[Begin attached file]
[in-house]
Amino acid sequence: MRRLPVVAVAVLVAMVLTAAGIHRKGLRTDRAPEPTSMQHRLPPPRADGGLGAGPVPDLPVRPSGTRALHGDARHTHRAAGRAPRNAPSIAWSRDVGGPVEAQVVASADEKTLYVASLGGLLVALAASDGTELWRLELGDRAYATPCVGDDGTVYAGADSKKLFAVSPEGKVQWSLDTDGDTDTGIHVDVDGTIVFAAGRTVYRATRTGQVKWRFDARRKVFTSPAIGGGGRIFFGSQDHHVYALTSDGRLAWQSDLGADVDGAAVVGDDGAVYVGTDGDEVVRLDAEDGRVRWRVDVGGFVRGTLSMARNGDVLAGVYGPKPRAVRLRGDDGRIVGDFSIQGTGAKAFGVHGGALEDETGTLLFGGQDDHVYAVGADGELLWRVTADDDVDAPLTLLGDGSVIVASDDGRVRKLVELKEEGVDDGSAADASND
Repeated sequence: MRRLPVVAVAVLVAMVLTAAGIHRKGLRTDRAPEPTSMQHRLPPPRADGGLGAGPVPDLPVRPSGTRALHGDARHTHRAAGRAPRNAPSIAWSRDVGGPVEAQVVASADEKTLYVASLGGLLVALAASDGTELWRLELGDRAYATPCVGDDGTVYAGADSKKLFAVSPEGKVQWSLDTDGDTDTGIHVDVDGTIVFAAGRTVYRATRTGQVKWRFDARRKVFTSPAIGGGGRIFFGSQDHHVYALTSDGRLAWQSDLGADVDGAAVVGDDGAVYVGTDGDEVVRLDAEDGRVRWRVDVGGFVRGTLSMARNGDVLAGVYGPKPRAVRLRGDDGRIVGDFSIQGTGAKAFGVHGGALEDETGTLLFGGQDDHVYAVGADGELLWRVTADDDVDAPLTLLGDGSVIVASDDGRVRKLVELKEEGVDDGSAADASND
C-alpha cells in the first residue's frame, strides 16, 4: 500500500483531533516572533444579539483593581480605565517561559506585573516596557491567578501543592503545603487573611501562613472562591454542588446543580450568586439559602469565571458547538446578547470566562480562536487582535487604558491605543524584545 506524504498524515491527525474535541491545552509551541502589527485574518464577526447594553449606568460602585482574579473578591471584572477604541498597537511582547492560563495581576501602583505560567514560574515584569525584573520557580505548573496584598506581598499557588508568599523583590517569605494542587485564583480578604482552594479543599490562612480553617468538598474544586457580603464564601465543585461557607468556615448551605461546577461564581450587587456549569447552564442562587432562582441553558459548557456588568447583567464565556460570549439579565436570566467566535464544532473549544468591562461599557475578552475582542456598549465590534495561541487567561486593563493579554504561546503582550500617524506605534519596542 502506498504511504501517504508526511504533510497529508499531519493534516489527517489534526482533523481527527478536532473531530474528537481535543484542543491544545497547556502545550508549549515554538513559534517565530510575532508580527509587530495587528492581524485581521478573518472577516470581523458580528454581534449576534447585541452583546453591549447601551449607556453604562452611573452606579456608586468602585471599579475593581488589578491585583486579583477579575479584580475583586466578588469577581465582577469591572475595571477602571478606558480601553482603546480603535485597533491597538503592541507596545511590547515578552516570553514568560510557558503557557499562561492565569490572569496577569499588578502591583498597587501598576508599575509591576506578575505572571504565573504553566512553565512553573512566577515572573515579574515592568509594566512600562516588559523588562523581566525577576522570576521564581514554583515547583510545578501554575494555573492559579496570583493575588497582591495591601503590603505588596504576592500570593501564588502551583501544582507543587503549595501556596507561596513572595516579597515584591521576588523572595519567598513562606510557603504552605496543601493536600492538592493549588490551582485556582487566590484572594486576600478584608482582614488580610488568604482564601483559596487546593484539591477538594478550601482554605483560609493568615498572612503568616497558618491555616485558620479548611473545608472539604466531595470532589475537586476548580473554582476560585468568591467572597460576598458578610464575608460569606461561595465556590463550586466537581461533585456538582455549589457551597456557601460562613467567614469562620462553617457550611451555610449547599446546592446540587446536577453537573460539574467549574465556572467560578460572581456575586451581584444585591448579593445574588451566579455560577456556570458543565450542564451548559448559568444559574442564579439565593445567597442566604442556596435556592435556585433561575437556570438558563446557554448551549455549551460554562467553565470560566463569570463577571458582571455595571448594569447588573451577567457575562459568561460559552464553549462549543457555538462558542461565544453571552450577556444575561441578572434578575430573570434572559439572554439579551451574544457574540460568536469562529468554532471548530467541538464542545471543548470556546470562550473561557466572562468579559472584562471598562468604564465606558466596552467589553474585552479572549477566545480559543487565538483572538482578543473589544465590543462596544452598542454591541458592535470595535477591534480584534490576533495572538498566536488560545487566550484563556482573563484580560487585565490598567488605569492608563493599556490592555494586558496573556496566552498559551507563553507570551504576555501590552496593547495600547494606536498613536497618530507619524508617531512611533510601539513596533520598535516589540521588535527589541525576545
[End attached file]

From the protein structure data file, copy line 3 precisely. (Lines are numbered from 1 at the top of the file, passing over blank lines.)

Repeated sequence: MRRLPVVAVAVLVAMVLTAAGIHRKGLRTDRAPEPTSMQHRLPPPRADGGLGAGPVPDLPVRPSGTRALHGDARHTHRAAGRAPRNAPSIAWSRDVGGPVEAQVVASADEKTLYVASLGGLLVALAASDGTELWRLELGDRAYATPCVGDDGTVYAGADSKKLFAVSPEGKVQWSLDTDGDTDTGIHVDVDGTIVFAAGRTVYRATRTGQVKWRFDARRKVFTSPAIGGGGRIFFGSQDHHVYALTSDGRLAWQSDLGADVDGAAVVGDDGAVYVGTDGDEVVRLDAEDGRVRWRVDVGGFVRGTLSMARNGDVLAGVYGPKPRAVRLRGDDGRIVGDFSIQGTGAKAFGVHGGALEDETGTLLFGGQDDHVYAVGADGELLWRVTADDDVDAPLTLLGDGSVIVASDDGRVRKLVELKEEGVDDGSAADASND